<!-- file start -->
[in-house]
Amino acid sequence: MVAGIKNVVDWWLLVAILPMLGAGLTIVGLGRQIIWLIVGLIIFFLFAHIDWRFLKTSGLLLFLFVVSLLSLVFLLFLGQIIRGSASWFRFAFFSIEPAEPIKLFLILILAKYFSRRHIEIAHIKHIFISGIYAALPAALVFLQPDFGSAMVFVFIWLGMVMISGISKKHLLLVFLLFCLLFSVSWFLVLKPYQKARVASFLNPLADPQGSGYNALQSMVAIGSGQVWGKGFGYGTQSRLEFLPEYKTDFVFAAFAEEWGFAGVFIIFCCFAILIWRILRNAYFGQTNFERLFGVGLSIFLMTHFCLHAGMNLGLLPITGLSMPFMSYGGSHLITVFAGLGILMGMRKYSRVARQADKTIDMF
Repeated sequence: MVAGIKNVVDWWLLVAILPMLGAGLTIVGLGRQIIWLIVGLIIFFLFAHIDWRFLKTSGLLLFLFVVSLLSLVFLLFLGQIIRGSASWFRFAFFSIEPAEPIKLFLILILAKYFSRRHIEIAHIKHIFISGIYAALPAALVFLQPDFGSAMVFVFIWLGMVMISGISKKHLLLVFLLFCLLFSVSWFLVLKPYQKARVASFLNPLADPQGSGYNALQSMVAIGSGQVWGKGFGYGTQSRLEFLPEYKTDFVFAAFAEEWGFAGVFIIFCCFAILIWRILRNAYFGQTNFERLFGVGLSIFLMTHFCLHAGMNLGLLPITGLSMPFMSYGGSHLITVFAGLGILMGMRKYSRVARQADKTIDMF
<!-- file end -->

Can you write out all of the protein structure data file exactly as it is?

[in-house]
Amino acid sequence: MVAGIKNVVDWWLLVAILPMLGAGLTIVGLGRQIIWLIVGLIIFFLFAHIDWRFLKTSGLLLFLFVVSLLSLVFLLFLGQIIRGSASWFRFAFFSIEPAEPIKLFLILILAKYFSRRHIEIAHIKHIFISGIYAALPAALVFLQPDFGSAMVFVFIWLGMVMISGISKKHLLLVFLLFCLLFSVSWFLVLKPYQKARVASFLNPLADPQGSGYNALQSMVAIGSGQVWGKGFGYGTQSRLEFLPEYKTDFVFAAFAEEWGFAGVFIIFCCFAILIWRILRNAYFGQTNFERLFGVGLSIFLMTHFCLHAGMNLGLLPITGLSMPFMSYGGSHLITVFAGLGILMGMRKYSRVARQADKTIDMF
Repeated sequence: MVAGIKNVVDWWLLVAILPMLGAGLTIVGLGRQIIWLIVGLIIFFLFAHIDWRFLKTSGLLLFLFVVSLLSLVFLLFLGQIIRGSASWFRFAFFSIEPAEPIKLFLILILAKYFSRRHIEIAHIKHIFISGIYAALPAALVFLQPDFGSAMVFVFIWLGMVMISGISKKHLLLVFLLFCLLFSVSWFLVLKPYQKARVASFLNPLADPQGSGYNALQSMVAIGSGQVWGKGFGYGTQSRLEFLPEYKTDFVFAAFAEEWGFAGVFIIFCCFAILIWRILRNAYFGQTNFERLFGVGLSIFLMTHFCLHAGMNLGLLPITGLSMPFMSYGGSHLITVFAGLGILMGMRKYSRVARQADKTIDMF